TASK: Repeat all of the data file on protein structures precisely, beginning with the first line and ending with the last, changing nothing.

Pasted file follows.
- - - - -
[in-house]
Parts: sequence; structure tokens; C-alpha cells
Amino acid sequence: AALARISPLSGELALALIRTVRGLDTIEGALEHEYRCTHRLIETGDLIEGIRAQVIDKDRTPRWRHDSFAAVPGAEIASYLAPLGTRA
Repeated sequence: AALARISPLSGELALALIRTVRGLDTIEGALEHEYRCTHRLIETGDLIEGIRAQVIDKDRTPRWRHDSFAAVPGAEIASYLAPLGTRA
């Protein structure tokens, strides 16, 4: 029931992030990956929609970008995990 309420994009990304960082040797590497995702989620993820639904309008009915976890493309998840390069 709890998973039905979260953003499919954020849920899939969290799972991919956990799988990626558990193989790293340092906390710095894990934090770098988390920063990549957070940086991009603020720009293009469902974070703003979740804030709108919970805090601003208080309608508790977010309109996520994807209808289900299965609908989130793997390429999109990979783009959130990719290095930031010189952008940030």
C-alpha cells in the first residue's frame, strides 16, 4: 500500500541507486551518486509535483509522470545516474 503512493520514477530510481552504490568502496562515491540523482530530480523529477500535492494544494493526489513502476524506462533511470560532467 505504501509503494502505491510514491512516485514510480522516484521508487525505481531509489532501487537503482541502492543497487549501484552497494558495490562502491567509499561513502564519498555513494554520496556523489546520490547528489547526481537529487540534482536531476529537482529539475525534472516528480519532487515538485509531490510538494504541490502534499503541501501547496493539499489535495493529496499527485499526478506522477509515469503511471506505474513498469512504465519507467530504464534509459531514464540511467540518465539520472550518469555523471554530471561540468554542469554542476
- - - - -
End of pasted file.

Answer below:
[in-house]
Parts: sequence; structure tokens; C-alpha cells
Amino acid sequence: AALARISPLSGELALALIRTVRGLDTIEGALEHEYRCTHRLIETGDLIEGIRAQVIDKDRTPRWRHDSFAAVPGAEIASYLAPLGTRA
Repeated sequence: AALARISPLSGELALALIRTVRGLDTIEGALEHEYRCTHRLIETGDLIEGIRAQVIDKDRTPRWRHDSFAAVPGAEIASYLAPLGTRA
């Protein structure tokens, strides 16, 4: 029931992030990956929609970008995990 309420994009990304960082040797590497995702989620993820639904309008009915976890493309998840390069 709890998973039905979260953003499919954020849920899939969290799972991919956990799988990626558990193989790293340092906390710095894990934090770098988390920063990549957070940086991009603020720009293009469902974070703003979740804030709108919970805090601003208080309608508790977010309109996520994807209808289900299965609908989130793997390429999109990979783009959130990719290095930031010189952008940030």
C-alpha cells in the first residue's frame, strides 16, 4: 500500500541507486551518486509535483509522470545516474 503512493520514477530510481552504490568502496562515491540523482530530480523529477500535492494544494493526489513502476524506462533511470560532467 505504501509503494502505491510514491512516485514510480522516484521508487525505481531509489532501487537503482541502492543497487549501484552497494558495490562502491567509499561513502564519498555513494554520496556523489546520490547528489547526481537529487540534482536531476529537482529539475525534472516528480519532487515538485509531490510538494504541490502534499503541501501547496493539499489535495493529496499527485499526478506522477509515469503511471506505474513498469512504465519507467530504464534509459531514464540511467540518465539520472550518469555523471554530471561540468554542469554542476